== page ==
Prime Minister Justin Trudeau turned on the tap for international aid on Tuesday, saying that Canada is ready to pledge $400 million to combat the coronavirus worldwide. 

“Canada believes that a strong, co-ordinated response across the world and across sectors is essential. This pandemic has provided an opportunity for a reset,” Trudeau said Tuesday.

“This is our chance to accelerate our pre-pandemic efforts to reimagine economic systems that actually address global challenges like extreme poverty, inequality and climate change.”

According to Trudeau, the funds will be distributed to “trusted partners on the ground fighting COVID-19.” 

Trudeau made the announcement during a High-Level Event on Financing for Development in the Era of COVID-19 and Beyond videoconference. Trudeau co-hosted the event with UN Secretary-General Antonio Guterres and Jamaican Prime Minister Andrew Holness. 

The prime minister hinted at further international aid commitments to come out of Canada’s coffers despite Canada’s growing debt problem.  

International credit rating agency Fitch Ratings issued a warning to Canada over the federal government’s excessive borrowing and spending ahead of Trudeau’s throne speech.

“New spending pledges announced by the Government of Canada in its latest speech from the throne will push the general government deficit and debt through FY22 further beyond Fitch’s June estimates and point to a broader expansionist fiscal policy,” said Fitch.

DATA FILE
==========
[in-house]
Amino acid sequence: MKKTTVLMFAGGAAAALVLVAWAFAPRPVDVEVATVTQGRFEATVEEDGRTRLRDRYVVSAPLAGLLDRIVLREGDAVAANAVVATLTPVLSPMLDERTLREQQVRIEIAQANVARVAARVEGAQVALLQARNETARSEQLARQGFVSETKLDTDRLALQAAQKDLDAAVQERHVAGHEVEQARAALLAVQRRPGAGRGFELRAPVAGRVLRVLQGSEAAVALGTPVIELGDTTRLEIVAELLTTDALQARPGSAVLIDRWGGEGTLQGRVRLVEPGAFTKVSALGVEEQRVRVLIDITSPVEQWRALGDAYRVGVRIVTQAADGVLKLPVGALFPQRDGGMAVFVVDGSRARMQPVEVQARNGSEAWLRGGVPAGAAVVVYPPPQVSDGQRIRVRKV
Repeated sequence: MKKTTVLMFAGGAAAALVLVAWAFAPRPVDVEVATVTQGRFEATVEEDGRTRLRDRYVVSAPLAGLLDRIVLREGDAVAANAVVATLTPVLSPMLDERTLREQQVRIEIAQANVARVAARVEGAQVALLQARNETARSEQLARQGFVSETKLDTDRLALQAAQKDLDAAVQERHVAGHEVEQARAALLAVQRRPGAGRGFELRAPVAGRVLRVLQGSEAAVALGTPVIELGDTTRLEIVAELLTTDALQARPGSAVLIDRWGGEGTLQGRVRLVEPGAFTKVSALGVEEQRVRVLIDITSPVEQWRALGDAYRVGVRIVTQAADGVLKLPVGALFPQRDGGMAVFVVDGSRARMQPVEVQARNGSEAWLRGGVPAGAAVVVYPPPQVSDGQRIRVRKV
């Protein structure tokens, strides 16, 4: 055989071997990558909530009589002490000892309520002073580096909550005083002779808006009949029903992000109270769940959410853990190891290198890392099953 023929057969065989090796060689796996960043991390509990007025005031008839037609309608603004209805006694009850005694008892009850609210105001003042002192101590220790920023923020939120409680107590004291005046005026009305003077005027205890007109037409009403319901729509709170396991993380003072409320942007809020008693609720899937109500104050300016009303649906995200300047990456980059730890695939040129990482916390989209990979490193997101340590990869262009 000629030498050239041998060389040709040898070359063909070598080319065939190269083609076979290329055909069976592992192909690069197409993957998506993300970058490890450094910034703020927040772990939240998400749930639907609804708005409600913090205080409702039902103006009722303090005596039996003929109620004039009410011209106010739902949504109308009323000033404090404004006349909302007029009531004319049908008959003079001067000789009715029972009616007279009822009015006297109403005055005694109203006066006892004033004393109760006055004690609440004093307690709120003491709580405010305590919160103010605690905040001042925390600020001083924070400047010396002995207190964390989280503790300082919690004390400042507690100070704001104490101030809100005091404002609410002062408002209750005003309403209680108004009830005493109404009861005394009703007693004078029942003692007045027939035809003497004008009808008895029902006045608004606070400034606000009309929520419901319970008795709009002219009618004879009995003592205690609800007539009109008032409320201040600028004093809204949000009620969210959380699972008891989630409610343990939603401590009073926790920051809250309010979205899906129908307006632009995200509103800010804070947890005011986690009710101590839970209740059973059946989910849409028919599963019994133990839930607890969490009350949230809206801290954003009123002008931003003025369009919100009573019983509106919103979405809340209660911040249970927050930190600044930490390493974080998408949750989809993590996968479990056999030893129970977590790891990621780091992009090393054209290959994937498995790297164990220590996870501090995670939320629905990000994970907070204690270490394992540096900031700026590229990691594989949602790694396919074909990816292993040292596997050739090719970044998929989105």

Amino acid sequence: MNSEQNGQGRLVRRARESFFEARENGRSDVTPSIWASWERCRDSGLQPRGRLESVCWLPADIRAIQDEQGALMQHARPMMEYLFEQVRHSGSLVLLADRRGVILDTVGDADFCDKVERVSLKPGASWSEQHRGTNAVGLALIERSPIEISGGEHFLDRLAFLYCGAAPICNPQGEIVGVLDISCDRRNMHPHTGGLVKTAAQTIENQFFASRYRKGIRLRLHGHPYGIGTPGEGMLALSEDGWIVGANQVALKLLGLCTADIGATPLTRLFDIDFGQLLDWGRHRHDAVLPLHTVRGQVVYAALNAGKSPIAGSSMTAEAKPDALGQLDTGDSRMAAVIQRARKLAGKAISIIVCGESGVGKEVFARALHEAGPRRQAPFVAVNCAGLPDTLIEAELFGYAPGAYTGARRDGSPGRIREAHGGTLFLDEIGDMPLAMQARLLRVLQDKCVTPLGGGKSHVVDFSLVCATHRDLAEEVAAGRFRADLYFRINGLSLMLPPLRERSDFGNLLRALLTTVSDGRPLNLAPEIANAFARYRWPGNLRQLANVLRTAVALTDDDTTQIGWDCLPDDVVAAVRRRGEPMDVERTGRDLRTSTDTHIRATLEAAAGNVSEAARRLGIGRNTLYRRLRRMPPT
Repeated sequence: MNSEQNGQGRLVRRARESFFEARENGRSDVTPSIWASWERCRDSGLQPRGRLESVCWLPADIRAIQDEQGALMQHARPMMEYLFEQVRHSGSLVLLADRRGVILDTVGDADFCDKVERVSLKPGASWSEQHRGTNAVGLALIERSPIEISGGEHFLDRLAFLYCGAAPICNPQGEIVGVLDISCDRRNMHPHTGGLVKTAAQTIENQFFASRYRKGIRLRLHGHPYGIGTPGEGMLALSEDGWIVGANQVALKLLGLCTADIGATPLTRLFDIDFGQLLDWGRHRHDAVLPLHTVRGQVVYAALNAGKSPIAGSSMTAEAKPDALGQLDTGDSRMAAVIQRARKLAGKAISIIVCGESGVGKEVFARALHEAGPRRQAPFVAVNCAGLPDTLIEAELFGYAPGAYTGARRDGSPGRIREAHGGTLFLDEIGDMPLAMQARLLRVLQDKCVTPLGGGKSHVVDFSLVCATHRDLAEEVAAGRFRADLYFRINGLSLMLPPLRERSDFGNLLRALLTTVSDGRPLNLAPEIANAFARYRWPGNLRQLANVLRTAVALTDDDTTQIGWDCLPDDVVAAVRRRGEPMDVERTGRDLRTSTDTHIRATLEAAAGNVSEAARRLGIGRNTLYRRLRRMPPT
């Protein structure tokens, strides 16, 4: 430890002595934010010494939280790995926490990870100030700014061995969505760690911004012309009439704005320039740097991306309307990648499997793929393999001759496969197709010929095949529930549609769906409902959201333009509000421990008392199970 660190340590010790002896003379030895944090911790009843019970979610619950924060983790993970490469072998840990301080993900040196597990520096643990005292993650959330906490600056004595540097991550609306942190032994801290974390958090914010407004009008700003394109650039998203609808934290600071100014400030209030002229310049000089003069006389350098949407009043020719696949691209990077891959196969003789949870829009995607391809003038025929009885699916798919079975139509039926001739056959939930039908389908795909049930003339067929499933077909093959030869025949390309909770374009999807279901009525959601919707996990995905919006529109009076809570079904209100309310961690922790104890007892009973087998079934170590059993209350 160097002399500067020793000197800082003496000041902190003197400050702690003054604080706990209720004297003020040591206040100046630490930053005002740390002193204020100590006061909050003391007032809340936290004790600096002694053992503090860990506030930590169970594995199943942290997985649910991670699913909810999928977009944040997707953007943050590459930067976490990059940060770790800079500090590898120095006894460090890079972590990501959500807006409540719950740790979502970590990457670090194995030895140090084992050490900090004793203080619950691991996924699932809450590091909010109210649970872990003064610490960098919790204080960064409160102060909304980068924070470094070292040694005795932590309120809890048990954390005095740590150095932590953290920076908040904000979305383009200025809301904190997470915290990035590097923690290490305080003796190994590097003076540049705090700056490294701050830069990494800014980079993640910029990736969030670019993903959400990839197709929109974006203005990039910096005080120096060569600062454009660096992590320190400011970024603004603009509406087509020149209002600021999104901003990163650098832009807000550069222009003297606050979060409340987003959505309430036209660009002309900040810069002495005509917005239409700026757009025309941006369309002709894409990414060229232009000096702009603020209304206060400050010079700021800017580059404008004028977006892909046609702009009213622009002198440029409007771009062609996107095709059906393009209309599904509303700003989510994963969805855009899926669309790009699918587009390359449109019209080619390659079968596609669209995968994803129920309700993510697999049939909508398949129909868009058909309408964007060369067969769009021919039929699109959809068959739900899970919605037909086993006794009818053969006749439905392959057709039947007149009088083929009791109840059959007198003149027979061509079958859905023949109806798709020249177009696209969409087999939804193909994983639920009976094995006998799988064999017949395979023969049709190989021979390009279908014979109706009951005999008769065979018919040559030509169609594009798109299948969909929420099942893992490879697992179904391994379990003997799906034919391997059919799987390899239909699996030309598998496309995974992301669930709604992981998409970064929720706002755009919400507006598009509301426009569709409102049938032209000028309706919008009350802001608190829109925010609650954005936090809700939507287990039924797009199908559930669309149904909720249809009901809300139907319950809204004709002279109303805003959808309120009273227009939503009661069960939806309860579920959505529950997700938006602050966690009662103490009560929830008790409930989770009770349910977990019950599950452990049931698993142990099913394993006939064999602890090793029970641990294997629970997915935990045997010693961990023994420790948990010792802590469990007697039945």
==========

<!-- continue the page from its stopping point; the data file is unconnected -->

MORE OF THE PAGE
“Canada’s (current rating of ‘AA+’/Stable) general government debt to GDP ratio is already significantly higher than the median of its ‘AA’ rated peers, and failure to set clear post-pandemic fiscal anchors and reduce the federal deficit to sustainable levels after the public health crisis could renew negative ratings pressure.”

The latest fiscal outlook placed Canada’s federal debt at over $1.2 trillion. According to Fitch, gross government debt would account for 120% of economic output. 

+ posts

We’re asking readers, like you, to make a contribution in support of True North’s fact-based, independent journalism.

Unlike the mainstream media, True North isn’t getting a government bailout. Instead, we depend on the generosity of Canadians like you.

How can a media outlet be trusted to remain neutral and fair if they’re beneficiaries of a government handout? We don’t think they can.

This is why independent media in Canada is more important than ever. If you’re able, please make a tax-deductible donation to True North today. Thank you so much.